2 min

Stop the presses! Gay therapy doesn’t work

Study says reparative therapy does more harm than good

BAD THERAPY. The American Psychological Association is advising shrinks to stop performing gay-to-straight reparative therapy. Credit: Hemera Technologies © Getty Images

In unsurprising news the American Psychological Association (APA) has announced that gay-to-straight therapy doesn’t work.

Telling gay clients that therapy, or any other psychological treatments, can make them straight is more or less bullshit, an approach that does more harm than good and is a route of treatment that mental health professionals should avoid, the APA suggested Jul 5.

In discussion are gay clients whose sexual orientation conflicts with their religious faith. Instead of therapy the APA is urging shrinks to offer alternative options to gay clients, such as celibacy or switching churches.

“Practitioners can assist clients through therapies that do not attempt to change sexual orientation, but rather involve acceptance, support and identity exploration and development without imposing a specific identity outcome,” says the APA report.

Therapists who have gay clients from conservative faiths that frown on homosexuality should be “very cautious” about suggesting treatments that seek to change one’s sexual orientation, the report says.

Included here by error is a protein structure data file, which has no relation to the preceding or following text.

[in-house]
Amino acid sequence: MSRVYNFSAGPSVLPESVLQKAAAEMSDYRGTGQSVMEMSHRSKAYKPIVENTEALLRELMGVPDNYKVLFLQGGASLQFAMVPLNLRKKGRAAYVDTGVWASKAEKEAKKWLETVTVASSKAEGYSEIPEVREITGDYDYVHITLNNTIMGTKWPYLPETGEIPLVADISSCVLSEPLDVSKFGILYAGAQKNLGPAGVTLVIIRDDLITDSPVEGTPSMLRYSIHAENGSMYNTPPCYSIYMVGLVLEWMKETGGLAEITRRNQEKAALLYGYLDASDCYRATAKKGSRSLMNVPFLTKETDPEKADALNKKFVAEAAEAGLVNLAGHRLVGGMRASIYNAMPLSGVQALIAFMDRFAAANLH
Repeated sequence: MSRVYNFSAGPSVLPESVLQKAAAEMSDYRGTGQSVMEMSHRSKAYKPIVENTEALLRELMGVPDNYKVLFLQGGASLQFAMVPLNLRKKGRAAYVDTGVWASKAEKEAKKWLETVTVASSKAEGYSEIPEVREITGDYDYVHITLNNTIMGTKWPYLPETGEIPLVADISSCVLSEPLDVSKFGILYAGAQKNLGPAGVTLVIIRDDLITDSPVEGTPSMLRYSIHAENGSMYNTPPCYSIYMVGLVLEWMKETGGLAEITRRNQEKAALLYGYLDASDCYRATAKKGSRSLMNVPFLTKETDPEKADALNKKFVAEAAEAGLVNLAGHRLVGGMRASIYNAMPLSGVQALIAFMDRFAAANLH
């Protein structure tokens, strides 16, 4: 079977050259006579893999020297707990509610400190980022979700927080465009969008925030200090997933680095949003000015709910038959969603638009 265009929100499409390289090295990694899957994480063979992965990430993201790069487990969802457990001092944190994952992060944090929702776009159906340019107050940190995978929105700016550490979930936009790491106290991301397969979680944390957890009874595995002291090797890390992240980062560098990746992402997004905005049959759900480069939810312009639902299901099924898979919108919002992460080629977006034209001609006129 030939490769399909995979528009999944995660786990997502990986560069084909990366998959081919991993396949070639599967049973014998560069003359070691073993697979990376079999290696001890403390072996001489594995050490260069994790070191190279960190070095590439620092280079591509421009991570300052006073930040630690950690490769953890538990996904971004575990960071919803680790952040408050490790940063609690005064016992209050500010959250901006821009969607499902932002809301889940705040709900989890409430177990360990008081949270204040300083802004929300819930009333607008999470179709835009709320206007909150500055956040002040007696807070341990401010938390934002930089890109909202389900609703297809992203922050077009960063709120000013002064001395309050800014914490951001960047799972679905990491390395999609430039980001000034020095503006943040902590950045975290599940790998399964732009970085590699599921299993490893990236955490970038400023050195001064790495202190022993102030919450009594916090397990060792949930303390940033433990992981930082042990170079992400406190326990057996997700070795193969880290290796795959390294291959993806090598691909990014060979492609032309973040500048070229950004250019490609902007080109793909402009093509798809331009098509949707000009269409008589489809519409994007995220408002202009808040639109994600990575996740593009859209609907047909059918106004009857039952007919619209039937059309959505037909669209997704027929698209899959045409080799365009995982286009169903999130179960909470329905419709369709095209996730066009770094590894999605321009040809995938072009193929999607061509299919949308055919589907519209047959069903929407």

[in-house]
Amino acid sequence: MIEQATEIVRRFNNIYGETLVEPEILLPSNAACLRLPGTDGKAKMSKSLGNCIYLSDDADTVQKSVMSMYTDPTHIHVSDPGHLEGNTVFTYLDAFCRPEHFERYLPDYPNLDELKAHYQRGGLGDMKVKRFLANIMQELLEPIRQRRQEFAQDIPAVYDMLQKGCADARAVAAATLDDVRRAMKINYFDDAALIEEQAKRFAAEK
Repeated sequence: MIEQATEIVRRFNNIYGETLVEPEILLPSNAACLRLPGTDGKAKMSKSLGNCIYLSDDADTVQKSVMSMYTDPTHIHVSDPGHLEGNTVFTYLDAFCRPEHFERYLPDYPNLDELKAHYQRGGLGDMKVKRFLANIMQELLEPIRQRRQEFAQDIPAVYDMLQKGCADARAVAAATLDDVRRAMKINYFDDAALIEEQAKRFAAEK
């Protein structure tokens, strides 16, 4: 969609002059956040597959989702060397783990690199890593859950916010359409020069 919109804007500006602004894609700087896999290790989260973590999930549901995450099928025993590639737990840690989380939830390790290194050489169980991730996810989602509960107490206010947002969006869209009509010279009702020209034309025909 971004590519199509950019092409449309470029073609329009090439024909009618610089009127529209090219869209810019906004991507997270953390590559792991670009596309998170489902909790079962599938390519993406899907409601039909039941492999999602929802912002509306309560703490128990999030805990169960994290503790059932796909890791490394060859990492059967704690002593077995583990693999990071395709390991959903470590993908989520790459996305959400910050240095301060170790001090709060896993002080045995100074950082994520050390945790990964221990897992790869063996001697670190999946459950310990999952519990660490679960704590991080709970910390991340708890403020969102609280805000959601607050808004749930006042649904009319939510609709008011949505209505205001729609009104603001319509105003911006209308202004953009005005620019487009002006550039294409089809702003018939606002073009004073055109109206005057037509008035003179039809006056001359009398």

Such treatments, says the report, have negative, harmful effects on gay patients, such as depression and suicide. Moreover, due to lack of evidence, the APA, which has criticized gay-to-straight therapy in the past, expressed doubt over whether actually changing one’s sexual orientation is in fact possible.

The report is one of the first major studies in the US to address how shrinks treat gay clients struggling with their sexual identity while trying to remain devoted to a religion that disapproves of homosexuality.

In an interview with the Associated Press, Judith Glassgold, a New Jersey-based psychologist who chaired the APA study, said she hoped the report will snuff the debate between religious conservatives who argue that sexual orientation is a disorder that can be cured and therapists who disagree.

“Both sides have to educate themselves better,” Glassgold told the AP. “The religious psychotherapists have to open up their eyes to the potential positive aspects of being gay or lesbian. Secular therapists have to recognize that some people will choose their faith over their sexuality.”

Gay men who want to be straight is a cultural phenomenon that has evolved over the past few decades, the report says. Homos who want to try to convert are typically well-educated white men who value religion and who belong to rightwing faiths that view homosexuality as morally wrong, blasphemous and a disease that can be cured through the power of Jesus Christ.

Glassgold told the AP that faithful gays could focus on all-encompassing aspects of religion, like hope and forgiveness, as means of surpassing religious homophobia. She also said that such gays should decide to either remain devoted to their faith within limits — for instance, by taking a vow of celibacy — or embrace a faith that likes gay people.

“There’s no evidence to say that change therapies work but these vulnerable people are tempted to try them and when they don’t work they feel doubly terrified,” Glassgold told the AP. “You should be honest with people and say, ‘This is not likely to change your sexual orientation, but we can help explore what options you have.'”

Comprised of 150,000 members, the APA announced its findings after a 125-to-four vote by the association’s governing council. The report has been endorsed by the APA’s governing council in Toronto, where the association will hold its annual meeting the weekend of Aug 8.